Bolton's Croatian hitman is something of a controversial figure.
Not in the way that David Ngog is a controversial figure. Half of Bolton fans think Ngog is doing a good job and should remain the lone striker for the rest of the season. The other half think he is crap, was a waste of money, and should be dropped immediately.
Everyone knows Ivan Klasnic's strengths and weaknesses, and everyone knows exactly what we will get when he plays. Where it gets questionable is when we start talking about how much he should play, and when that play should take place.
At the beginning of the season, Klasnic started Bolton's first five matches, and scored three goals in the process. Unfortunately, as many of you may remember, Bolton lost four of those matches. That's when things got confusing. Ivan was used as a sub a few times, with little affect. But then he returned to the starting XI in glorious fashion, scoring two goals in a 5-0 route of Stoke City.
After that, Klasnic started eight straight league matches, and scored two goals in the process. Again though, the mighty Wanderers lost six of those games. Then Bolton found some form, and our leading goalscorer (by far) was not really a part of it. He started both legs of the FA Cup tie against Macclesfield, scoring one goal and creating another. he also came on as a sub against Wigan, and came close to scoring a couple times.
All told, the striker has started seventeen times for Bolton in all competitions, with another four appearances coming as a substitute. He has scored eight goals, and had five assists. That is a hell of a return. But I don't think he should start every match, even when considering our recent goal drought.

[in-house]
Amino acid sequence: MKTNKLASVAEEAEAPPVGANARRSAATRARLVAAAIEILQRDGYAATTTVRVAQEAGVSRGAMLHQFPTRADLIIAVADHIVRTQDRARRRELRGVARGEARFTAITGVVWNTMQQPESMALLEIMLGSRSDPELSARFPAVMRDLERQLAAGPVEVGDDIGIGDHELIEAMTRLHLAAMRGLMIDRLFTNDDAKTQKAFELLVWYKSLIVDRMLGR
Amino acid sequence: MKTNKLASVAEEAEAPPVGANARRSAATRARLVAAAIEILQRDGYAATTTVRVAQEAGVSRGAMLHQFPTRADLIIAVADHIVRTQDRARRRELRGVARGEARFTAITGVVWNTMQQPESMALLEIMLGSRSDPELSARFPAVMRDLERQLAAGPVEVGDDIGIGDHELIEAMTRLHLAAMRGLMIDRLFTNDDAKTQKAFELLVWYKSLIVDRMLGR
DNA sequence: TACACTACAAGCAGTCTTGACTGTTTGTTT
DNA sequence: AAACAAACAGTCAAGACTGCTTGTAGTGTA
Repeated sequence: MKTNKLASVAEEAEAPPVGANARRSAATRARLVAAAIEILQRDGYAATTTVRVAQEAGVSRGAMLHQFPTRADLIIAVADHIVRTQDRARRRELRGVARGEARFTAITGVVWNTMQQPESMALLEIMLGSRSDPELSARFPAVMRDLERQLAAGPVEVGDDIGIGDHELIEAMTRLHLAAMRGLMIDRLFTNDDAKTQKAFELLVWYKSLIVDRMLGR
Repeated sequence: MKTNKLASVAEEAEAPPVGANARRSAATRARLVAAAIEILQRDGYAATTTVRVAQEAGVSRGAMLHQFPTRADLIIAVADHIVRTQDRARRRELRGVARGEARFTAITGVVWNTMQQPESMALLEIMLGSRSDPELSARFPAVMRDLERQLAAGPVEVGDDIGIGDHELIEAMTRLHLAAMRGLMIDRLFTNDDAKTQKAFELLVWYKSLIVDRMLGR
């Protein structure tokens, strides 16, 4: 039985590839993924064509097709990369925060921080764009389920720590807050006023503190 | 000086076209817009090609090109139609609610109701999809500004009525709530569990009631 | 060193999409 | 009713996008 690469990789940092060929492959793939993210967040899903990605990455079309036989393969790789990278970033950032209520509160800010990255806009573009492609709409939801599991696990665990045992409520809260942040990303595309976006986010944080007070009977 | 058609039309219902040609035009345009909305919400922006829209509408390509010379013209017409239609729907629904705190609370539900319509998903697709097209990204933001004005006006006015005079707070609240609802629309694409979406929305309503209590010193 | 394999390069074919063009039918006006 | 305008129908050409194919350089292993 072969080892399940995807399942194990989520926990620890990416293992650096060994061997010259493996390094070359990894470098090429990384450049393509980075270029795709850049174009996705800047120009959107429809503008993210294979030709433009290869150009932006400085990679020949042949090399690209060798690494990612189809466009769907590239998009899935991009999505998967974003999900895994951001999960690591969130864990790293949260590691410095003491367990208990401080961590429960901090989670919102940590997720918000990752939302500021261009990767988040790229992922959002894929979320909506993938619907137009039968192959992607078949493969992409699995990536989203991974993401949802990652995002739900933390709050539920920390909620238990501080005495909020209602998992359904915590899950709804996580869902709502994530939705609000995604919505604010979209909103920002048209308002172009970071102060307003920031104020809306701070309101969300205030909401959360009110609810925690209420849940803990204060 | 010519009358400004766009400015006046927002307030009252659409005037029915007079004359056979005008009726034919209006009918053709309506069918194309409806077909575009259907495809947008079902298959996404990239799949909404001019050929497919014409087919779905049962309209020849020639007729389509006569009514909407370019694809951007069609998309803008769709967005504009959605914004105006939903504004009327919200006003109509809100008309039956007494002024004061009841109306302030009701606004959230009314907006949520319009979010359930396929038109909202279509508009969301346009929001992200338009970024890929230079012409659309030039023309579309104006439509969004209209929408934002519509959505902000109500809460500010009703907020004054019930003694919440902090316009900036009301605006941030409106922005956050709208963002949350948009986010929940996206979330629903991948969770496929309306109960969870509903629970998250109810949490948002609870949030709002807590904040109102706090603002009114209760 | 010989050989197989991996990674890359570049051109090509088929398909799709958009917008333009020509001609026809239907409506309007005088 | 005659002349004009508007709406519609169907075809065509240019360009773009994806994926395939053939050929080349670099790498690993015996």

Many Bolton supporters feel Klasnic is lazy, that he doesn't do the work of a Kevin Davies or Johan Elmander. While it is true that he doesn't chase lost causes or charge the keeper on every clearance, I don't think Klasnic is lazy, I just think he is a different type of player.
A striker's mindset is a complicated thing, and we all know how important confidence is for them. But there is another side to that as well. Different forwards look at their jobs very differently. Davies and Elmander were never prolific goal-scorers and were never going to be, so maybe they run around so much as a way to compensate for that. Klasnic is a finisher, a poacher, a fox-in-the-box, whatever you want to call it. He scores goals. But a player like that does more than just take his chances. He also puts himself in position to get those chances.
I remember watching Ruud van Nistelrooy and being absolutely fascinated. He was always in the right position, always receiving the ball close to goal and with a chance at a shot. So i started watching him off the ball, to find out how he did it. It's all about movement. Ruud was always thinking about where he should be if he got the ball, not at that moment, but ten seconds in the future. So a lot of times, what he was doing did not make sense in the moment. It was only a few seconds later, when he was celebrating a goal, that everyone else on the pitch realized what he had done.
Klasnic is not on the same level as van Nistelrooy, who is one of the greatest forwards in the history of the game, but he has a similar playing style. When Mark Davies or Fabrice Muamba close down a midfielder in possession, Kevin Davies might back into a central defender, or try to cut off the back pass to the keeper. That helps get the ball back, and is good for the team. Ivan Klasnic on the other hand, assumes that his midfielder will win the ball back, and puts himself in position to receive a pass from that midfielder and score a goal. Neither is better than the other, it is up to our manager to decide which is more useful based upon our present needs.
Ivan Klasnic could play a big part in Bolton's fight to stay in the Premier League, or he could not. It will be up to Owen Coyle, up to our defense, and dependent upon our needs from week to week. In a subplot, he could also win us the FA Cup.